Nissan Motor Co. Ltd. will be releasing its redesigned Leaf next week and the entire electric car industry will be on the watch out for the battery range of the EV against competitors like General Motors Co. and Tesla Inc.
Will Nissan Motors’ Leaf offer options in range?
Nissan Motors’ Leaf is a champion when it comes to sales. According to the automaker, it sold more than 280,000 Leafs all over the world from the debut of the car in December 2010 to the previous month. It is still to be seen whether the battery range of the EV will ramp up or will the automaker provide better options in battery size at different price points. It remains to be seen if the automaker will offer a larger range on costlier terms. This year model starts around $31,000 and it is offering a range of 107 miles.
Ed Hellwig, a senior editor with Edmunds, said “If the range goes up and the price remains the same, the new Nissan Leaf will continue to offer one of the least expensive and practical ways to own a pure electric car.” Hellwig said that the EV will possibly not provide more range than the Chevy Bolt but if the EV delivers even a modest bump over its current range, then it will be sufficient to get the attention of the most mainstream EV shoppers.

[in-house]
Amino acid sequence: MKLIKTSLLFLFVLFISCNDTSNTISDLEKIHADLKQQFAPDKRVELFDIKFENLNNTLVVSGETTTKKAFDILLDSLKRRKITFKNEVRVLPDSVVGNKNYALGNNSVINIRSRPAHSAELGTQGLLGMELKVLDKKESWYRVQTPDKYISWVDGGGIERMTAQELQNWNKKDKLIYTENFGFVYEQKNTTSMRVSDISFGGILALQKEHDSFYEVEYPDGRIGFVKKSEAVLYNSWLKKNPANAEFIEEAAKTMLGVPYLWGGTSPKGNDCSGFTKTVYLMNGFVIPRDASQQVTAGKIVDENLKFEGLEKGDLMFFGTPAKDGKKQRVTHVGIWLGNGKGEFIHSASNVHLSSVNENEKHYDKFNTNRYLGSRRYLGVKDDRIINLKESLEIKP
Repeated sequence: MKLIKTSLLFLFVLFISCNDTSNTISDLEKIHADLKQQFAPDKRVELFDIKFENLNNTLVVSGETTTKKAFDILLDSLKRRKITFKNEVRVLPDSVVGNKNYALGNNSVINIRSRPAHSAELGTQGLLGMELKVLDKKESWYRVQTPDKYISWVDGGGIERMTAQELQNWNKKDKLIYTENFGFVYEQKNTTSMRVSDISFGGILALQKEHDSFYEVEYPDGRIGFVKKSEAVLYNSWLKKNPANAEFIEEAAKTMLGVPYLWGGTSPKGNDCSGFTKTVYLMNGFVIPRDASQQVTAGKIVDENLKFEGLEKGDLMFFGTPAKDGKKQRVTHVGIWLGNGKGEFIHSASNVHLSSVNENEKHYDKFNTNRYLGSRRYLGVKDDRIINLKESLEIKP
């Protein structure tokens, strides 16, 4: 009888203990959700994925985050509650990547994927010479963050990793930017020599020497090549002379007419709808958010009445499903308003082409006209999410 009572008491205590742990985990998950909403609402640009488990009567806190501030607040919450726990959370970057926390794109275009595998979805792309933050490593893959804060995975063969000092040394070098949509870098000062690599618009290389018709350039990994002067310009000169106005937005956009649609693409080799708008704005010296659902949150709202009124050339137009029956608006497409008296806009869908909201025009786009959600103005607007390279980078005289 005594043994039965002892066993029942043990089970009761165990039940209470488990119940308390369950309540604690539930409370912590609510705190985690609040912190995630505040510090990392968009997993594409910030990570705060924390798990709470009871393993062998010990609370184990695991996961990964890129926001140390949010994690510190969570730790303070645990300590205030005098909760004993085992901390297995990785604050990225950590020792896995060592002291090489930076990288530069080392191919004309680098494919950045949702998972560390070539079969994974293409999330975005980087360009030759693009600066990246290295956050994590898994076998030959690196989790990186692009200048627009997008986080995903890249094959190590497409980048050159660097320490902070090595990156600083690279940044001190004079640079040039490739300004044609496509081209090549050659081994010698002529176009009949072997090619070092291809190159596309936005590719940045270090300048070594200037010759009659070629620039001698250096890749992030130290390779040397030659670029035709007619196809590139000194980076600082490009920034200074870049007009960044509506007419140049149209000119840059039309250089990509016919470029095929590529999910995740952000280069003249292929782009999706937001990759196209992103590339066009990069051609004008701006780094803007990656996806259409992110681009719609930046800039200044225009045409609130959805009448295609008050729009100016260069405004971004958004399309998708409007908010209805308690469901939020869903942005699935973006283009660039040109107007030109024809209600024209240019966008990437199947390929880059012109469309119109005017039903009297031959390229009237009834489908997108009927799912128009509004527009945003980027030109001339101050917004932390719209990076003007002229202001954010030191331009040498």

He added, “The original Leaf was easily recognizable, but not very attractive. This time around Nissan is promising a more conventional design that should make the Leaf more appealing to a wider range of buyers.”
Tesla Model 3 has an advantage over Nissan Leaf – Range
The current battery range of Nissan Leaf compares with at least 238 miles for General Motors’ Chevy Bolt and 220 miles for the Model 3 of Tesla Inc. The Bolt starts at $38,000 and the Model 3 starts at $35,000. According to Karl Brauer (On Kelley Blue Book), the battery range on the new Leaf will likely be around 150 miles.
The 150 miles range would definitely give the Chevy Bolt and Model 3 an advantage over the Nissan Leaf. Brauer added that the Nissan EV could have an upper hand on the high availability advantage over the Model 3, and on the base price over both the Model 3 and the Bolt. The Bolt is the No. 2 recommendation of Consumer Reports for electric vehicles while the Model S – the much pricier sedan – is the No. 1 recommendation for EVs.